When you update to macOS 10.15 and the new Music app, your current iTunes library will be imported just as if you were simply updating to a new version of iTunes. You can also open an iTunes Library.itl file as if it were a "multiple library" by press-and-holding Option as you launch Music to get the "Choose
iTunes Music Library" option.
I first saw this at the Apple Developer Forums. I tried it and it worked great. I haven't been using my main library while Catalina is still in beta because, well, it's my main library and Catalina is still in beta. But this was an easy way to have it available as on-demand optional library.
I copied the entire contents of ~/Music/iTunes/ to a new folder, except for my audio files which are stored elsewhere on an external drive; quit Music and restarted while holding the Option key. The dialog pops up asking you to "Choose Music Library" and I chose the "iTunes Library.itl" file from the folder I just copied the stuff to. Music then asks you to name and save the library. In a few minutes, the library was imported. The old "iTunes Library.itl" I selected was copied as a new new-style "Music Library.musiclibrary" and everything looked as I expected when the import was finished.
As of this date, it'll likely be a couple of weeks before Apple releases macOS 10.15 and the new Music app. The Music app is, essentially, iTunes stripped down to just its "music" components. You shouldn't have any troubles with it. Unless you bring your troubles with you.
If your iTunes library is a mess now, then your Music library will be a mess later.
Why not begin your Music experience with a sweet and tidy music library. This would be a good time to do some of that iTunes house-keeping you've been putting off: cleaning up tags, fixing artwork, paring dead tracks and non-essential playlists, minding the duplicates, backing stuff up and so on.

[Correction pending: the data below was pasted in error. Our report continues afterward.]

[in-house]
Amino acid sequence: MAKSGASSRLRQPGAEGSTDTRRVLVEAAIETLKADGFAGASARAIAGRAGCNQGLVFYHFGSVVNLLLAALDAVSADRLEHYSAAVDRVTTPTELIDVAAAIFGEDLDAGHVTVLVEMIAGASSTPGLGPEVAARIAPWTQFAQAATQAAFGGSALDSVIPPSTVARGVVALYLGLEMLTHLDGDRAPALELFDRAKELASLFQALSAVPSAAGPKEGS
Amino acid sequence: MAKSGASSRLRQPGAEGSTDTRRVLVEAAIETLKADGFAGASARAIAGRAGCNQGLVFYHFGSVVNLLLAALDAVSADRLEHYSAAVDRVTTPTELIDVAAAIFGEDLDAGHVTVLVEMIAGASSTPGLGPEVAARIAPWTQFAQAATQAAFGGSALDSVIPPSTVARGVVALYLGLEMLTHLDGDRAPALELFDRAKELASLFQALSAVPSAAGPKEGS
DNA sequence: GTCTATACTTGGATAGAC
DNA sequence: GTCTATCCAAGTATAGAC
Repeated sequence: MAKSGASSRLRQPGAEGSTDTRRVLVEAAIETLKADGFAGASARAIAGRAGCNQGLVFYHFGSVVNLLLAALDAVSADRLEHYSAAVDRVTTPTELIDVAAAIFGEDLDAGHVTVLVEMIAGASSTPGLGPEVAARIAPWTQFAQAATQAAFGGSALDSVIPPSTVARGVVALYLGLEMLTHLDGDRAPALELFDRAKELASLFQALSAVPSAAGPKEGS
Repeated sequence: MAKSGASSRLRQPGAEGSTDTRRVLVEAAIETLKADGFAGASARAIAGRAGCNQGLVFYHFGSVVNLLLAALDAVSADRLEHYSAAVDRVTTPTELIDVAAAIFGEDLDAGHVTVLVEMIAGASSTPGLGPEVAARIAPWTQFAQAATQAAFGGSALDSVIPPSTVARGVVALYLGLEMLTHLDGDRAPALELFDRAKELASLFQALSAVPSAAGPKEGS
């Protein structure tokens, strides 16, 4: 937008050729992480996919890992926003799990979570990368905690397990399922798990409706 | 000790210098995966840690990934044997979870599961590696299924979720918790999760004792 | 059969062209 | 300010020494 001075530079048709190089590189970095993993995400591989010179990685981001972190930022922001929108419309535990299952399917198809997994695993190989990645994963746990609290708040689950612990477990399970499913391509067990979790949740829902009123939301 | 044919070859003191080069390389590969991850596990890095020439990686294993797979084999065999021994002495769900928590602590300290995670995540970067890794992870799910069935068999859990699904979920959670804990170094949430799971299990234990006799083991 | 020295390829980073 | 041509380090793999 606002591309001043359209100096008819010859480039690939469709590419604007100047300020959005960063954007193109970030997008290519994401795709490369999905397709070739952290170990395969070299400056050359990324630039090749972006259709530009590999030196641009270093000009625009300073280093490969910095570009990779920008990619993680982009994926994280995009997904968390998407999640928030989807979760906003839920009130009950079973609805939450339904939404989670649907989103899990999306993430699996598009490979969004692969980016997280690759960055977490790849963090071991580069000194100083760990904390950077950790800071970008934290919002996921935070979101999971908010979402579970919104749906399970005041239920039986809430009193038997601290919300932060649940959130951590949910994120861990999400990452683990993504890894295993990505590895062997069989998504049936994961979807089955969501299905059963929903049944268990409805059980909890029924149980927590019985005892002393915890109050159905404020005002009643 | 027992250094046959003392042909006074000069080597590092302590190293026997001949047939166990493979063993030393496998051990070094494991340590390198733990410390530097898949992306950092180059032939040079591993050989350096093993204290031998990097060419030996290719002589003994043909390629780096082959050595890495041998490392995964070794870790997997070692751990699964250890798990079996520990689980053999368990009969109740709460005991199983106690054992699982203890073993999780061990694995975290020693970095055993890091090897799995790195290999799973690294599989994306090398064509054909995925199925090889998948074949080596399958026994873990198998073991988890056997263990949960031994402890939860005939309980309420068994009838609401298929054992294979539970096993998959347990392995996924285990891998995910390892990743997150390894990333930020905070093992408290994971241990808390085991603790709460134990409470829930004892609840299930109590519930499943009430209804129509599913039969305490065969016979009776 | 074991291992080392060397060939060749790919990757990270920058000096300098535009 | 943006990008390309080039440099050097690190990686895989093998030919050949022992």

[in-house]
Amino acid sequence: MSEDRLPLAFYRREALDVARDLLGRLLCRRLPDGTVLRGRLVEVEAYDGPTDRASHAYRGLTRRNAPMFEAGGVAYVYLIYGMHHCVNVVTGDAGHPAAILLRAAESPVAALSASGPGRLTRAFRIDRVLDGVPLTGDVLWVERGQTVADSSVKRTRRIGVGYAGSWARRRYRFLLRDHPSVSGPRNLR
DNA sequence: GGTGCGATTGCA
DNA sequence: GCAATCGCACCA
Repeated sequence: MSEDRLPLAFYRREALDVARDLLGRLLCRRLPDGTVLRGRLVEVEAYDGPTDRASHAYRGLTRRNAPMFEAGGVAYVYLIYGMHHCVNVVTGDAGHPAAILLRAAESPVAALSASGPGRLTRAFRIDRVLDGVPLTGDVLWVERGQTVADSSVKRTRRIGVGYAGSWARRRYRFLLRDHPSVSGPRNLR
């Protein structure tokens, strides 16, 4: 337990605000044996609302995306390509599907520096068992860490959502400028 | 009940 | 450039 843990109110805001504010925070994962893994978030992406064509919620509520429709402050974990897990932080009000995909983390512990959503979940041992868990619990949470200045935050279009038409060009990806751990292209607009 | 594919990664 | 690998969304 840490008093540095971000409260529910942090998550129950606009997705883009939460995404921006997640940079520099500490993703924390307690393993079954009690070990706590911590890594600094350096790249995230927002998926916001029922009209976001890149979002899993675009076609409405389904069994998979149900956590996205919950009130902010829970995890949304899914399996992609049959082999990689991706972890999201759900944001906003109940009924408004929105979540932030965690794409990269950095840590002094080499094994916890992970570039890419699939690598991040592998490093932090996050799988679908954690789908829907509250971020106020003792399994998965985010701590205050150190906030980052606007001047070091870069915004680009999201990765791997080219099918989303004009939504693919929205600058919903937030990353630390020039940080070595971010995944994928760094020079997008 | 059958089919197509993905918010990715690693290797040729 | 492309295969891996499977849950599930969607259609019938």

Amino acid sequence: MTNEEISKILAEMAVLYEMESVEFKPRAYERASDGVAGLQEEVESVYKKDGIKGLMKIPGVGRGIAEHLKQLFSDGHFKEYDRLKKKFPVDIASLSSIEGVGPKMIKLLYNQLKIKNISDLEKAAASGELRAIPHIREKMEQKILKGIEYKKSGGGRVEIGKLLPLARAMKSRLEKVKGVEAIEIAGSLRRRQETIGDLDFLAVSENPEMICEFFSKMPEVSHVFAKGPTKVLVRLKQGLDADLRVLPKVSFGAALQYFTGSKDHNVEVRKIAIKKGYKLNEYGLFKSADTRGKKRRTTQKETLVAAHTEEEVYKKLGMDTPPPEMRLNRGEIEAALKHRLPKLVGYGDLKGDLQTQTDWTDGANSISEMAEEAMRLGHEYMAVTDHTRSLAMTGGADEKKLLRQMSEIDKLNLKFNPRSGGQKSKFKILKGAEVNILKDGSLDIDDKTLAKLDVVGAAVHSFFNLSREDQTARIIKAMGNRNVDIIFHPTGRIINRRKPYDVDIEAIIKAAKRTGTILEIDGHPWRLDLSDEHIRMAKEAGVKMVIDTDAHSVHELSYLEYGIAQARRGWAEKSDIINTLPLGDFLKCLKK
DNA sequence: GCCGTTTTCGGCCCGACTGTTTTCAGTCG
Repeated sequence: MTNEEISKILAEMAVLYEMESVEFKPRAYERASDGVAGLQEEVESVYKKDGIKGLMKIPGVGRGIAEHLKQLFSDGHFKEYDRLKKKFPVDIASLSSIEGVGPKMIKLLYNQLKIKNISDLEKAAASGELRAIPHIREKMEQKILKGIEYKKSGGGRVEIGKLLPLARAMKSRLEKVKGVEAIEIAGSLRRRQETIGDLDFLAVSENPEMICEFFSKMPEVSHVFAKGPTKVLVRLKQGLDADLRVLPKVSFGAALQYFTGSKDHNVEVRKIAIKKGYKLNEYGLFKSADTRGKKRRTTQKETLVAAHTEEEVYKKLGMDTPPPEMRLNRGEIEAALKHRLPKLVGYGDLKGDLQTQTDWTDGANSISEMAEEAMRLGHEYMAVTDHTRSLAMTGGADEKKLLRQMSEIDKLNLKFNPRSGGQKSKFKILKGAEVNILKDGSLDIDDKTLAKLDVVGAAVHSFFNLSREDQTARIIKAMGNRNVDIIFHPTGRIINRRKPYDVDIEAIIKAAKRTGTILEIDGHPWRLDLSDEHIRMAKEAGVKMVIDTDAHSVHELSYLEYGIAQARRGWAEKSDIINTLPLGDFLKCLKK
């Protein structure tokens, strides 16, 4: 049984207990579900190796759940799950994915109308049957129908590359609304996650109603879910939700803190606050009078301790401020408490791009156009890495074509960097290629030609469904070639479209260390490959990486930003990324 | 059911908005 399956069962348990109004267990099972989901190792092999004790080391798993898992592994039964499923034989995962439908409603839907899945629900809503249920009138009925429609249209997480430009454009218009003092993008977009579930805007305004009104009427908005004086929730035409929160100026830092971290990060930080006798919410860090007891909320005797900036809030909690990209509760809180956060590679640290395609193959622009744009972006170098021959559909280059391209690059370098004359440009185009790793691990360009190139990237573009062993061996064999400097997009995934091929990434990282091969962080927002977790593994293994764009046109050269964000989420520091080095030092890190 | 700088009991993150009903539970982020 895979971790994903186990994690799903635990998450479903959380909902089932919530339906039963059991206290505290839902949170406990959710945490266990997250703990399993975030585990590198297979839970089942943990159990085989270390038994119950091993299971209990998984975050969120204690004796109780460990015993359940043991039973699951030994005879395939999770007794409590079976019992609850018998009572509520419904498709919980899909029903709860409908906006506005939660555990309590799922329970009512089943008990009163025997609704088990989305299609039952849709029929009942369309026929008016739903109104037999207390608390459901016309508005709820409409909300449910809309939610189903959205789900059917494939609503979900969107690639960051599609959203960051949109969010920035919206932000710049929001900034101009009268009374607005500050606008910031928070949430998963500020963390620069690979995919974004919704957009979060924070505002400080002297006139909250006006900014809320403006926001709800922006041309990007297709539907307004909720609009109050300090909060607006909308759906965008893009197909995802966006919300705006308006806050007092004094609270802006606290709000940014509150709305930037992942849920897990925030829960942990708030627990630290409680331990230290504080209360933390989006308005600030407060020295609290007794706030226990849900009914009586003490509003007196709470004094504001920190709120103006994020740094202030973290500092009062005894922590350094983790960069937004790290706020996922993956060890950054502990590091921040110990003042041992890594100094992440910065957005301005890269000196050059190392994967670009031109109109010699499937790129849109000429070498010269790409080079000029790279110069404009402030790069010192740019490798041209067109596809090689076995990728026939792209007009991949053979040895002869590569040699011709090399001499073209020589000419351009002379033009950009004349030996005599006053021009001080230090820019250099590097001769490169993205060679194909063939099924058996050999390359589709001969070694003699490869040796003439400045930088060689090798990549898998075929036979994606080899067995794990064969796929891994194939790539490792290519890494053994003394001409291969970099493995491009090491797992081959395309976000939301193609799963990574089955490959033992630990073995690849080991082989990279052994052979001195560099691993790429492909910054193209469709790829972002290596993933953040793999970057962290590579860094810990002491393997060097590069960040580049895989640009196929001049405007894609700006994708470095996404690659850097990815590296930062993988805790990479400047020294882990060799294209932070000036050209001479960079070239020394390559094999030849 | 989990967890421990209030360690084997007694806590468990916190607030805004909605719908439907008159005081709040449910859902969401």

I keep a list of scripts recommended by task for just such occasions. You've probably still got a couple of weeks.
If you're on the macOS 10.15 beta, be sure to try out some of the Music-and-TV-ready scripts I've already posted.
It may be somewhat ironically serendipitous (or serendipitously ironic) that CD Text to CD Info v5.0 happens to be the first script I've posted specifically for the new Music app. Afterall, ripping audio from a CD seems quaint in the current age of streaming. But facetious jibes like "What's a CD? LOL!" aside, there are still plenty of CDs in the world that haven't been ripped yet and plenty of people who want to do the ripping. Thankfully, Apple has preserved this ability in the Music app.
CD Text to CD Info v5.0 will examine the selected CD mounted in Music for CD-Text and apply the album and track information to the CDs tracks. In this screenshot of the script's main window, all of the information (except disc number/count and year, which I entered manually) is from the CD's CD Text:
This is from a CD that I burned years ago in iTunes, which allowed me to include CD Text. Not all CDs contain CD Text, but many do. It would have solved a lot of metadata confusion if the music industry had insisted that CD Text be a mandatory Red Book standard from Day 1, but That's The Way It Went.
As I mentioned at the top, CD Text to CD Info v5.0 will only run on macOS 10.15 Catalina with the Music app, which are both currently in beta (the version that works with iTunes is still available here).